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May 17, 2004

Grateful Dead foundations help preserve UCSC archive of renowned composer Lou Harrison

By Scott Rappaport

Two foundations established by members of the Grateful Dead have contributed funds to help preserve the archive of the late composer Lou Harrison at UCSC.

The late Lou Harrison, shown in August 1991, above, on the occasion of his first gift to his archive in Special Collections at McHenry Library.
Photo by Rita Bottoms

The Grateful Dead

The Rex Foundation, founded by the Grateful Dead and friends in 1984, and the Unbroken Chain Foundation, established in 1997 by Phil and Jill Lesh, have each donated $10,000 to UCSC to support the Lou Harrison Archive in the University Library Special Collections.

Harrison chose to establish his archive at UCSC over a decade ago because of his 50-year residency in Santa Cruz and his longtime association with the university. After he passed away on February 2, 2003, Harrison’s will designated the campus as the site for all of his remaining artistic materials, including his extensive collection of musical instruments.

“The Grateful Dead all knew and recognized the contributions of Lou Harrison, and they performed on programs with him and Michael Tilson Thomas at the San Francisco Symphony,” noted Fredric Lieberman, professor of music at UCSC and coauthor with UCSC professor Leta Miller of Lou Harrison: Composing a World, a biography published by Oxford University Press in 1998 (paperback reissue, University of Illinois Press, 2004). A CD of Harrison’s music included in that publication was made possible by the generosity of Phil Lesh and David Gans, who edited and mastered the disc.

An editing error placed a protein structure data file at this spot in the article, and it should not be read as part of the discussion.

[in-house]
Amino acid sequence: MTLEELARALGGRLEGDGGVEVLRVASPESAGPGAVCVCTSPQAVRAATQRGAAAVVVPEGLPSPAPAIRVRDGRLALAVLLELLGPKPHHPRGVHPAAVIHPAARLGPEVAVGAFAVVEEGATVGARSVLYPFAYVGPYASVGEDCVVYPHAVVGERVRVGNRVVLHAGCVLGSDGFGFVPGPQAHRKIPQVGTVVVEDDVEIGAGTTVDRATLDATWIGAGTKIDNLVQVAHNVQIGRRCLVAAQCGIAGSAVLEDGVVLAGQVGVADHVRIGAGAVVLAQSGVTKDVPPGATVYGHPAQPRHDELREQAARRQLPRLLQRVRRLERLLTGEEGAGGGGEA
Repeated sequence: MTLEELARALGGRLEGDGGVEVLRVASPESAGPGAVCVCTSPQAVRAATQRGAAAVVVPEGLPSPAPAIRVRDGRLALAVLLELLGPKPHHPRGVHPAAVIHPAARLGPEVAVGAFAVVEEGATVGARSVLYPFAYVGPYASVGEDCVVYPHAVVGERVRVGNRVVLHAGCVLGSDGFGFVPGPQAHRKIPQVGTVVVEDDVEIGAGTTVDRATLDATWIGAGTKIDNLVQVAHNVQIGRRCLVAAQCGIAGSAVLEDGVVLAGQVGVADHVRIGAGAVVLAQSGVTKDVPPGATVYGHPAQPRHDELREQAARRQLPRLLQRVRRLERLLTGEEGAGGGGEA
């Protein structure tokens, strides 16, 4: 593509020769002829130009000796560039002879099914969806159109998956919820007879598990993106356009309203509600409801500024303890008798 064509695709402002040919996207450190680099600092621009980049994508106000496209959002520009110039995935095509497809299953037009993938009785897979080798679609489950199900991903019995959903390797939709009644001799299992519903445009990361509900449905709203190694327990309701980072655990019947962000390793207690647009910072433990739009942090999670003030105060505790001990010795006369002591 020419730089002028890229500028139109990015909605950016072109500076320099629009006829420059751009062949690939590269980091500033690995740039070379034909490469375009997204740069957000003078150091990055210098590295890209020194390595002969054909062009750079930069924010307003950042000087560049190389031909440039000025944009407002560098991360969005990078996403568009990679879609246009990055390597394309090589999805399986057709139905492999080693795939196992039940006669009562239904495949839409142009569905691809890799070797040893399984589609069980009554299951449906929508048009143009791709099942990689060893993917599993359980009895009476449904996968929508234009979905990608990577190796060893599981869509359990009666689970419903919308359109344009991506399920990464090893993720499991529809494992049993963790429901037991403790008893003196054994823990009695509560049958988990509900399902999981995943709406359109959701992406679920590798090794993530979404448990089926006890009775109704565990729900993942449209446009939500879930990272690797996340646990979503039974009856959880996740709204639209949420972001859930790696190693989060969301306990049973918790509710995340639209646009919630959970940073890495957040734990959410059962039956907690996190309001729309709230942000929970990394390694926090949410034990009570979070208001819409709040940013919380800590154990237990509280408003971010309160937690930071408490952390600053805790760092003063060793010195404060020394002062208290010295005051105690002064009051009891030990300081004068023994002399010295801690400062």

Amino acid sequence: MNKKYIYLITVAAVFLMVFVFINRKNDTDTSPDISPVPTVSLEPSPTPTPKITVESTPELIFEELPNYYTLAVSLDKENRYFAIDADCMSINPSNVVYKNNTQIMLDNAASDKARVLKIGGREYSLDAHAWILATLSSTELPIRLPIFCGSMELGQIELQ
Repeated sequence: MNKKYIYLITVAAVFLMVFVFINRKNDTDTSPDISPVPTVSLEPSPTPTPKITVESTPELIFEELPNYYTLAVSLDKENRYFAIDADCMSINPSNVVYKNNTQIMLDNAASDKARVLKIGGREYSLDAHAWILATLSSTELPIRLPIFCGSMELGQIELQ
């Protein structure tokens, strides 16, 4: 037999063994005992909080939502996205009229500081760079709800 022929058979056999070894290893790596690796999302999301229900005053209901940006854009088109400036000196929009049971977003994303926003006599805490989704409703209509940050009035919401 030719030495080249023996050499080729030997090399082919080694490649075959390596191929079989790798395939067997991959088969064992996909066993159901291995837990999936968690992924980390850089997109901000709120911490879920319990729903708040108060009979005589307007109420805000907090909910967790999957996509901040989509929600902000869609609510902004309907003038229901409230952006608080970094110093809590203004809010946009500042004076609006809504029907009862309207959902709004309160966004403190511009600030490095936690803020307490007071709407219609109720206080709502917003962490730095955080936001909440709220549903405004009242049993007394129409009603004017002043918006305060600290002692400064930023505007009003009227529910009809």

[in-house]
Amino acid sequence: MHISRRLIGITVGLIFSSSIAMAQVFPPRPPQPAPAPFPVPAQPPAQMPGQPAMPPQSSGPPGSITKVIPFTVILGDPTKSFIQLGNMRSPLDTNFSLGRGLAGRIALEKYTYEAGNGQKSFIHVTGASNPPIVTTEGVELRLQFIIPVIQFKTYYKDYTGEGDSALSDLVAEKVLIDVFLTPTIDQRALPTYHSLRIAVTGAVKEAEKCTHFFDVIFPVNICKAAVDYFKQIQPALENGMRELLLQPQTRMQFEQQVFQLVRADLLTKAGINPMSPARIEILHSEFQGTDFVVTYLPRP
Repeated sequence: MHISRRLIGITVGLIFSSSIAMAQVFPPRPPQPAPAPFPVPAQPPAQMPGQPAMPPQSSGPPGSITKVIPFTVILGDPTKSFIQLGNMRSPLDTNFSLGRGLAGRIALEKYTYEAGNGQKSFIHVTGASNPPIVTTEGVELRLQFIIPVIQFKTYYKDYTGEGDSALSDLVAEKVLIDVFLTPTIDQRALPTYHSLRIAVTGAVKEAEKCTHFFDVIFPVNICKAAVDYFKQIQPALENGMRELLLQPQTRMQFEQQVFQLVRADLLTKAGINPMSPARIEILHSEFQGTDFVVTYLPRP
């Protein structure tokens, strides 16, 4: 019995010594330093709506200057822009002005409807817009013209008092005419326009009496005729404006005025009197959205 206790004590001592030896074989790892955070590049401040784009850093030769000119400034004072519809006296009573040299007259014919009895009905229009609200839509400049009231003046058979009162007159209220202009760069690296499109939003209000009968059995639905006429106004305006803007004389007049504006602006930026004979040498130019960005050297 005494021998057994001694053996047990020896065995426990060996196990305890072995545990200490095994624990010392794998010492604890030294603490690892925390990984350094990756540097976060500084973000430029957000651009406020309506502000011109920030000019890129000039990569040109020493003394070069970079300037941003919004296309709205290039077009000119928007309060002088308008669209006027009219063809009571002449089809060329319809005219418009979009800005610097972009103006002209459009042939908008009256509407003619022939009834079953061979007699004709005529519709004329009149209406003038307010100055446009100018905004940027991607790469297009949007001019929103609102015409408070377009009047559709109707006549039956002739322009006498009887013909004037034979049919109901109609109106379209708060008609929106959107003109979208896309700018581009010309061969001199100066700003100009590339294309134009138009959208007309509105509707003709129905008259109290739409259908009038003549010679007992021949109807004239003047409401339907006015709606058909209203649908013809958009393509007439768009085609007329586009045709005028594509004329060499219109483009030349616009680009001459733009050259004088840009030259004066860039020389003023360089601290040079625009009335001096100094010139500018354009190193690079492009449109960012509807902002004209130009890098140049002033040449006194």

Internationally recognized for his highly inventive and original work, Harrison was the last living link in a tradition of American experimental music that includes Charles Ives, Henry Cowell, Virgil Thomson, and John Cage. He is most well known for his fusion of Asian and Western musical styles and development of new percussion instruments. Harrison left behind a legacy of more than 300 compositions, and his music was frequently featured over the past decade in San Francisco Symphony programs, as well as on the San Francisco record label New Albion.

Lieberman approached both foundations for assistance after learning that Harrison’s estate might be forced to sell archival materials to meet remaining taxes and legal costs. He hoped to enable the UCSC library to purchase the most essential and endangered archival material from the estate in an effort to maintain the fullest possible integrity of the archive.

The UCSC archive currently includes more than 600 reel-to-reel tapes that date as far back as 1949, containing personal copies of performances of Harrison’s music that are almost all unreleased. It also contains some unique one-off acetate discs of recordings by the Harrison and Cage percussion ensemble in the early 1940s, which need immediate attention and preservation.

“When I learned of the perilous state of the Harrison archive and the potential danger that it might have to be sold, I immediately asked both foundations for assistance,” Lieberman said. “The Rex Foundation has recently begun funding projects involving digital preservation, and this is one project they responded to.”

“In recent years, the Dead have explored technology in their own recordings and looked at the problems of archiving the music in their own vault,” Lieberman noted. “Mickey Hart was also recently appointed to the Board of Trustees of the American Folklife Center at the Library of Congress, where he leads a committee on the digitization and preservation of the center's huge collections.”

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